A Fool’s Errand In Search Of Gold
Buying gold is a rich man’s hedge against inflation. I am not a rich man. But, I see the television ads blanketing Fox News from Goldline and Rosland Capital trumpeting the merits of precious metal investments.
For the life of me, again, speaking as a pauper, I don’t understand the concept of shipping gold commodities to my home where I can finger the metals and feel a sense of financial security. Of course, prudence tells me I must first buy a small vault.
On its home page Web site, Goldline features the faces of Fox personalities Glenn Beck — “Before I started turning you on to Goldline, I wanted to look them in the eye. This is a top notch organization that’s been in business since 1960.”
And Laura Ingraham — “Goldline has been helping people buy gold for nearly 50 years. And for half a century, people have relied upon Goldline to help them diversify their portfolios with gold, especially in these tough economic times.”
Fox featured guest Mark Levin — “… I think everyone should consider owning tangible assets like gold. My choice for owning gold is Goldline.”
And some guy named Joe Battaglia — “Tangible assets – from precious metals to beautiful collections of rare coins – will help you solidify your family’s wealth and prosper in the years ahead.”
Beck and Ingraham’s shows are anchored by Goldline ads and the devil in me wants to ask if there is some quid pro quo going on here.
Oh, that guy Battaglia. On the Goldline site, he sounds like a flack. After heralding the price of gold soon to break the $1,500/oz barrier because “the euro fell against the dollar on continuing worries about the Greek debt crisis, gold is now becoming a currency hedge for the Europeans. It is boosting general buying interest in gold.” He then urges his readers to call Goldline for its variety of special commodities deals.
Since Goldline has been in the commodities business for 50 years they have a decent track record, but not without some glitches.
Immediately under Goldline’s Web Site on my search engine was listed this irate consumer, spelling and punctuation errors included:
I bought gold from these scum bags back when it was around $889 a OZ. The slime ball sales man talked me into buying a coin with “intrinsic value”. I try to sell my coin today while gold over $1150 a Oz and Goldline tells me i will only get $299 for it! I bought the freaken coin at $374 i should have made at least $30 profit but no, the value magically went down! Screw these people, glad i only bought one coin off these jerks!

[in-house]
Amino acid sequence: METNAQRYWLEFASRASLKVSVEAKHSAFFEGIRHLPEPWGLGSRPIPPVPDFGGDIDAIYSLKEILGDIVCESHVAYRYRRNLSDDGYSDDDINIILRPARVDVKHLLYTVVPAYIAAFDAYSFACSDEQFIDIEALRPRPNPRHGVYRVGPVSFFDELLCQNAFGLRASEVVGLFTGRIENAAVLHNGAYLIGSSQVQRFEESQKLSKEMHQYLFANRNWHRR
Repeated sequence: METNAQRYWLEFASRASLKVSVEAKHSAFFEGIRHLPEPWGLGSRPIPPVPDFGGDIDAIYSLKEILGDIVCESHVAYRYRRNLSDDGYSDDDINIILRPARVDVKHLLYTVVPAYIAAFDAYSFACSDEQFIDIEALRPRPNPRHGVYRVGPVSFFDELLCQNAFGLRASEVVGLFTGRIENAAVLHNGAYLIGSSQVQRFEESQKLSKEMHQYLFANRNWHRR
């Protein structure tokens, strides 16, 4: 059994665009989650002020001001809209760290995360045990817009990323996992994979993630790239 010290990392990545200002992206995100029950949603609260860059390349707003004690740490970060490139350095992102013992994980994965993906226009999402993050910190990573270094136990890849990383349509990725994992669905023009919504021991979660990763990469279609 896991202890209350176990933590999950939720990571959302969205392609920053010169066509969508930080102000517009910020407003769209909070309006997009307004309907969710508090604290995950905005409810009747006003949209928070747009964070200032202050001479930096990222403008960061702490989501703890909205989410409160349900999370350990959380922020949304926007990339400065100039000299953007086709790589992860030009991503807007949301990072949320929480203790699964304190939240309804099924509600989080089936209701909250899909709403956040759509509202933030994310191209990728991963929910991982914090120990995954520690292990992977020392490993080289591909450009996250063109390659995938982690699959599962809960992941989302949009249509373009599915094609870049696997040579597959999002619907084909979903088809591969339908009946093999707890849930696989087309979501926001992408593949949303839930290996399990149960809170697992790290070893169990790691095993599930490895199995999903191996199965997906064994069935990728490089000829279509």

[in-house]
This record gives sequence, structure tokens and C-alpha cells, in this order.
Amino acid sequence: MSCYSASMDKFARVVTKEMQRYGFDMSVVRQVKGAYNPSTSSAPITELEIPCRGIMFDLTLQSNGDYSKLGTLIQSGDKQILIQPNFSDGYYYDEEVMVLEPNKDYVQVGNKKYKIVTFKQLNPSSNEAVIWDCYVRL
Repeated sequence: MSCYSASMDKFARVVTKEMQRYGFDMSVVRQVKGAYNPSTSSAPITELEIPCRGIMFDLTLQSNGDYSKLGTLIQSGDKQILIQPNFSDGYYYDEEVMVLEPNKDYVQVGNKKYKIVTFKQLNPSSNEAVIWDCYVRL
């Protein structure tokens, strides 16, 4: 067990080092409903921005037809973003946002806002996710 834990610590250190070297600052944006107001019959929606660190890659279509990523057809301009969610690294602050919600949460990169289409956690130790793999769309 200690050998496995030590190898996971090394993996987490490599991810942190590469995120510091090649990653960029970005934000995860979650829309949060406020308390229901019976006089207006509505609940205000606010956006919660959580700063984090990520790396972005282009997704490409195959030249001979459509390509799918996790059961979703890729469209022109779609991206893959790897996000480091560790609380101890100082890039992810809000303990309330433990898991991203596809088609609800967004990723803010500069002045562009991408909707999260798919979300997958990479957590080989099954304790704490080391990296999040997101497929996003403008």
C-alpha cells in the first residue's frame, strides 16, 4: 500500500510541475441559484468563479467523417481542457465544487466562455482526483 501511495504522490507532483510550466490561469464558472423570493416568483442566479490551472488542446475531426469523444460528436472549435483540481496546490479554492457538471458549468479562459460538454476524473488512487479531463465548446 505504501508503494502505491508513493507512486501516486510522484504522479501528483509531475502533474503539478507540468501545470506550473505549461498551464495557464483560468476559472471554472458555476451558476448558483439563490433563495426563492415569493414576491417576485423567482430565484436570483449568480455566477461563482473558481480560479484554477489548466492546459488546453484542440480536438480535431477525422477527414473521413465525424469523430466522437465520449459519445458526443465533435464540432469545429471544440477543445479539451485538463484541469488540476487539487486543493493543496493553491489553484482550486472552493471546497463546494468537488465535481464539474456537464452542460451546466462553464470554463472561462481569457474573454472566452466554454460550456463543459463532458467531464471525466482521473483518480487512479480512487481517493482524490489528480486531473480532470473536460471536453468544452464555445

Speaking of crooks, Howard Hunt of Watergate infamy and now a conservative radio talk show host, bangs the drums for Rosland Capital founded in 2008. This complaint may not be representative but is illustrative of the problems that apparently crop up in the business.
On a Web site titled Ripoff Report, the man said after months he still has not received his purchase.. He claimed Rosland’s refund policy was only if the coins were counterfeit, that the CEO told him to stop acting like a baby and:
Then I drove over to their address in Santa Monica which is just a front – no one from Rosland Capital is even there. 429 Santa Monica Boulevard Suite 450.
Jeffery Nichols, billed as senior Economic Adviser to Rosland Capital wrote April 5 that gold was being revalued not only by the Europeans but also because of anxiety among U.S. investors with the mounting debt assumed by the U.S. Treasury as a hedge against inflation.
As concerns about the dollar mount, as central banks and foreign investors demand a rising risk premium on U.S. Treasury debt offerings, the effect of Europe’s sovereign debt crisis and uncertainty about the future viability of the continent’s common currency will have a diminishing effect on the dollar – and gold will be free to reflect its inherent value.
Years ago, the late comedian Groucho Marx told a running gag about the amount of gold buried in Fort Knox, Kentucky.
The government says the gold bars stored there are worth $137 billion but our national debt numbers in the trillions of dollars. No independent truth seeker has been inside the 22-ton doors since the Eisenhower administration.
Says theTimes of London:
Many gold investors suspect that the US has periodically attempted to flood the market with Fort Knox gold to keep prices low and the dollar high – perhaps through international swap agreements with other central banks – but facts remain scarce and the US Treasury denies that any such meddling has gone on for at least the past decade.
Last 10 years?
President Nixon took the U.S. off the gold standard in 1970 when France and Switzerland demanded to redeem their dollar holdings for gold amid the soaring cost of the Vietnam War.
The only visitors to the Fort Knox vault are government auditors who periodically test the purity of the 147.3 million ounces of gold bars the U.S. values at the bargain basement price of $42.22 per ounce. Like gold diminishes in purity as it ages?
The U.S. Mint Web site says the standard gold bar is 7-in. by 3 5/8-in by 1 3/4-in. and weighs 27.5 pounds.
Which takes me back to the beginning. Who in hell wants a bunch of 27.5-lb paper weights adorning your book shelves? Even if gold bars are not for homeowner consumption, the precious metals in the form of coins and trinkets remain a burglar’s dream.
Alas, I am as much a bystander of the Goldfingers of the world pandered by Fox News orators as his creator Ian Fleming.
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